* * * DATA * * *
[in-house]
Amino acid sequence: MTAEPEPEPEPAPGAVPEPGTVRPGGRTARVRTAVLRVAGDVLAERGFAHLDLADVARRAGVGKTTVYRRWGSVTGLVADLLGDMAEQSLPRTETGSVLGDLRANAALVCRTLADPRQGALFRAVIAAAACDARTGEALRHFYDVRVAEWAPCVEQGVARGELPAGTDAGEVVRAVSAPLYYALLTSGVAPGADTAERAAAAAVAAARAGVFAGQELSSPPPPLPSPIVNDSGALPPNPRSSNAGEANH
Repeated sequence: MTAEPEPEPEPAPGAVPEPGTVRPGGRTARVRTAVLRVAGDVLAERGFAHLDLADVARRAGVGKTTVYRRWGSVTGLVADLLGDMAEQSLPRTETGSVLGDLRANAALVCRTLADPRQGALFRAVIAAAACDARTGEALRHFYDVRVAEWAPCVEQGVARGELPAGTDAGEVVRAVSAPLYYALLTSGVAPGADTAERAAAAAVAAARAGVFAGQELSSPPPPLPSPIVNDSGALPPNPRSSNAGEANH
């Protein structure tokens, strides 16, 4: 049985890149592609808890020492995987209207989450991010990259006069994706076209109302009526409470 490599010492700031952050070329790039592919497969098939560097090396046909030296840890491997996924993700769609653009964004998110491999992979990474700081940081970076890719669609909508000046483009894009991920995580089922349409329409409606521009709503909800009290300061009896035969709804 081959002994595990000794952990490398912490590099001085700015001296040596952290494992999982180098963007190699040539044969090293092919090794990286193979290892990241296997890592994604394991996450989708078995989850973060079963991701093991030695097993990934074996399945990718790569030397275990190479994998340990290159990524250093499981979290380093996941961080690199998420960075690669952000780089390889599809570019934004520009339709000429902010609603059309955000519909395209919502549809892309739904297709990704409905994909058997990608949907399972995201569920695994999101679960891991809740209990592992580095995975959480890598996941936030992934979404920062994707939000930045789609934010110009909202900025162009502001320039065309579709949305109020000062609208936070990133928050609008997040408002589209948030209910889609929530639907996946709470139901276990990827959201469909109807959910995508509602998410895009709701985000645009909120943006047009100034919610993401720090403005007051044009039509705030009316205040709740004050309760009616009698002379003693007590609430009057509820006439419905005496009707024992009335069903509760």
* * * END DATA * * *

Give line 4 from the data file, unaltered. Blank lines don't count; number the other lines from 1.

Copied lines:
């Protein structure tokens, strides 16, 4: 049985890149592609808890020492995987209207989450991010990259006069994706076209109302009526409470 490599010492700031952050070329790039592919497969098939560097090396046909030296840890491997996924993700769609653009964004998110491999992979990474700081940081970076890719669609909508000046483009894009991920995580089922349409329409409606521009709503909800009290300061009896035969709804 081959002994595990000794952990490398912490590099001085700015001296040596952290494992999982180098963007190699040539044969090293092919090794990286193979290892990241296997890592994604394991996450989708078995989850973060079963991701093991030695097993990934074996399945990718790569030397275990190479994998340990290159990524250093499981979290380093996941961080690199998420960075690669952000780089390889599809570019934004520009339709000429902010609603059309955000519909395209919502549809892309739904297709990704409905994909058997990608949907399972995201569920695994999101679960891991809740209990592992580095995975959480890598996941936030992934979404920062994707939000930045789609934010110009909202900025162009502001320039065309579709949305109020000062609208936070990133928050609008997040408002589209948030209910889609929530639907996946709470139901276990990827959201469909109807959910995508509602998410895009709701985000645009909120943006047009100034919610993401720090403005007051044009039509705030009316205040709740004050309760009616009698002379003693007590609430009057509820006439419905005496009707024992009335069903509760």